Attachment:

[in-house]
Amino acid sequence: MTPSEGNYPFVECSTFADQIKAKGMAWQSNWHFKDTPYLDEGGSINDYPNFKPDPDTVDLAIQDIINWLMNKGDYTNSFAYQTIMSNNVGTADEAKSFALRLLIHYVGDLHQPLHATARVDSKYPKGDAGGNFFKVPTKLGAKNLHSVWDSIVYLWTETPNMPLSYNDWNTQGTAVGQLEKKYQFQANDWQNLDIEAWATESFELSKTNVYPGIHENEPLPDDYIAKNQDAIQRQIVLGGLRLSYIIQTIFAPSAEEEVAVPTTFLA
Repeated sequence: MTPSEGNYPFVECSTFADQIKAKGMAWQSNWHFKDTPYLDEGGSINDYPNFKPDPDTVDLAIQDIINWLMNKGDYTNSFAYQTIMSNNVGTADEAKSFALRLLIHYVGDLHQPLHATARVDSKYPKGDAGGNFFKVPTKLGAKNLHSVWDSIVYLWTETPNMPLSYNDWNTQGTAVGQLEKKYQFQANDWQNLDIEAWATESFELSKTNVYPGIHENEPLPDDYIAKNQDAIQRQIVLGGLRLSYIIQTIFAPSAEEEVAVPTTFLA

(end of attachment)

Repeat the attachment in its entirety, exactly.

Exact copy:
[in-house]
Amino acid sequence: MTPSEGNYPFVECSTFADQIKAKGMAWQSNWHFKDTPYLDEGGSINDYPNFKPDPDTVDLAIQDIINWLMNKGDYTNSFAYQTIMSNNVGTADEAKSFALRLLIHYVGDLHQPLHATARVDSKYPKGDAGGNFFKVPTKLGAKNLHSVWDSIVYLWTETPNMPLSYNDWNTQGTAVGQLEKKYQFQANDWQNLDIEAWATESFELSKTNVYPGIHENEPLPDDYIAKNQDAIQRQIVLGGLRLSYIIQTIFAPSAEEEVAVPTTFLA
Repeated sequence: MTPSEGNYPFVECSTFADQIKAKGMAWQSNWHFKDTPYLDEGGSINDYPNFKPDPDTVDLAIQDIINWLMNKGDYTNSFAYQTIMSNNVGTADEAKSFALRLLIHYVGDLHQPLHATARVDSKYPKGDAGGNFFKVPTKLGAKNLHSVWDSIVYLWTETPNMPLSYNDWNTQGTAVGQLEKKYQFQANDWQNLDIEAWATESFELSKTNVYPGIHENEPLPDDYIAKNQDAIQRQIVLGGLRLSYIIQTIFAPSAEEEVAVPTTFLA